Okay, so this article was from a year ago…surely things have improved right? After all…we passed Prop. 123 and, the Governor “lavished” a 1.06% pay raise on teachers. Well…even after Prop. 123, (a 70% settlement of a debt already owed), state and local funding remained $1,300 less per pupil in FY 2016 than in 2008 when adjusted for inflation. As for teacher salaries, we still need an influx of $1 billion to get Arizona’s up to the U.S. median. And now, the Arizona School Boards Association, and others have sued the State of Arizona and the School Facilities Board for inadequate capital funding (cut by 85% since 2008).

None of this should surprise us. After all, the Arizona electorate continues to elect legislators that vote against our district schools and their students. The bottom line is that until we realize that doing what we’ve always done and expecting different results is the definition of insanity.

We MUST accept that the ONLY way we are going to see things really change for the better with Arizona public education is if we elect more pro-public education candidates. As it turns out, I have three great ones for you to take a look at.

Hollace Lyon is a retired Air Force Colonel who served 26 years in the Communications career field, commanded twice, served in NATO, taught senior military leaders at Armed Forces Staff College, and retired out of the Pentagon where she helped set priorities for the Air Force budget. Since retirement, she has pursued several charitable endeavors and been involved in state-level politics at all levels, to include serving as campaign manager for a state Senate race and running for the House in 2014.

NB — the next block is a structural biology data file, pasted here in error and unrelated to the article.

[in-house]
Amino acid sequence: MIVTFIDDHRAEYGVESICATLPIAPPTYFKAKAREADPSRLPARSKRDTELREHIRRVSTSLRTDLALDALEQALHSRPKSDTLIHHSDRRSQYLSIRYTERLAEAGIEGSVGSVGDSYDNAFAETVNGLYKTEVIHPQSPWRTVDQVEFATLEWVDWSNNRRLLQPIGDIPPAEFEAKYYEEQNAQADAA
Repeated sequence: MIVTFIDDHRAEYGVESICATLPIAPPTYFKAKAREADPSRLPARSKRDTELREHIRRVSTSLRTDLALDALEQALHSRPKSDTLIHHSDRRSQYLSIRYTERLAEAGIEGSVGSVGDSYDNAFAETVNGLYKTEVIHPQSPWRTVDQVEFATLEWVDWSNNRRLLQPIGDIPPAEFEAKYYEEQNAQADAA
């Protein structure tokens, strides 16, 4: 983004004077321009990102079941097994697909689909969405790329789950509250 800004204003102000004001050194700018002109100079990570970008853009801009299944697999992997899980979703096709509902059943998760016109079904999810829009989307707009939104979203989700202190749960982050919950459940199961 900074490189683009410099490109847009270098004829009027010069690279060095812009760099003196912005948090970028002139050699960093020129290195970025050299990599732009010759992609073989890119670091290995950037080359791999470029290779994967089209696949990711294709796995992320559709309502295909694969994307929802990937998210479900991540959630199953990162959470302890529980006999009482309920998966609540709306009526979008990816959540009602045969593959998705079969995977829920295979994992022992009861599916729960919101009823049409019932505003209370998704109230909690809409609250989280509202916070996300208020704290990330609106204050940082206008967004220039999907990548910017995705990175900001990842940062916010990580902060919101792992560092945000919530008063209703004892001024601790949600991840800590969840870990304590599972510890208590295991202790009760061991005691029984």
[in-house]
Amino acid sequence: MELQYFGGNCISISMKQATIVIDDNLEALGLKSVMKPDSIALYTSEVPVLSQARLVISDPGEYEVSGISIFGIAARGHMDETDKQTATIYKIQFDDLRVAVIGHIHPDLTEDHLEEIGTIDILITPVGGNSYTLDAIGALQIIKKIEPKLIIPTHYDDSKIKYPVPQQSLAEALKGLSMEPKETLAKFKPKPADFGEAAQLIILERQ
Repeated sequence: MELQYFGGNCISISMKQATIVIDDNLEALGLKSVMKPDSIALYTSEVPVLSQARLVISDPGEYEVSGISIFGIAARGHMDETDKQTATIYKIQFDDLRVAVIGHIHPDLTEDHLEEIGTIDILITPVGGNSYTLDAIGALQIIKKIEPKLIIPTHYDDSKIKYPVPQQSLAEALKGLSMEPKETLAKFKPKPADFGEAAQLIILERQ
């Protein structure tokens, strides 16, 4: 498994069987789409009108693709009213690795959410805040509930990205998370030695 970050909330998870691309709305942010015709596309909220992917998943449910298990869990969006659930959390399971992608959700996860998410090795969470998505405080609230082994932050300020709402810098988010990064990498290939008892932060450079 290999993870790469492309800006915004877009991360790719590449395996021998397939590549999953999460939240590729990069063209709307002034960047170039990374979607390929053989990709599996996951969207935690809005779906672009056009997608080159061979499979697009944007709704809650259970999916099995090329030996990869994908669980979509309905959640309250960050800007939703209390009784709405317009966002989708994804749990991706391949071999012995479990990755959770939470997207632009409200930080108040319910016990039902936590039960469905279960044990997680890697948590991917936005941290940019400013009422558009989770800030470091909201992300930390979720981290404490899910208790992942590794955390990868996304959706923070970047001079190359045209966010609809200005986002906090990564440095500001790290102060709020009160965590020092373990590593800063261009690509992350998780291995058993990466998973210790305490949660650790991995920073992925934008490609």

Hollace is obviously pro-public education (how could she not be living with me), but she is also focused on the need for voters to demand fiscal responsibility from our lawmakers. “Our lawmakers talk a lot about fiscal responsibility,” she says, “but they aren’t delivering it. Instead, they are busy diverting education tax dollars to private schools with no accountability or transparency, sweeping our highway maintenance funds away for corporate tax breaks and offering us the “opportunity” to double or even triple tax ourselves with measures like Propositions 416/417, and pulling monies out of the state employee pension trust fund requiring them to pay increased premiums to replenish the fund.” Hollace likes to point out that fiscal responsibility means more than cutting taxes or reducing programs and services. What it really means is that we…the taxpayer…get what we pay for. Learn more about Hollace at www.LyonforAZ.com where you can donate to her campaign, join her email list, or sign up to volunteer.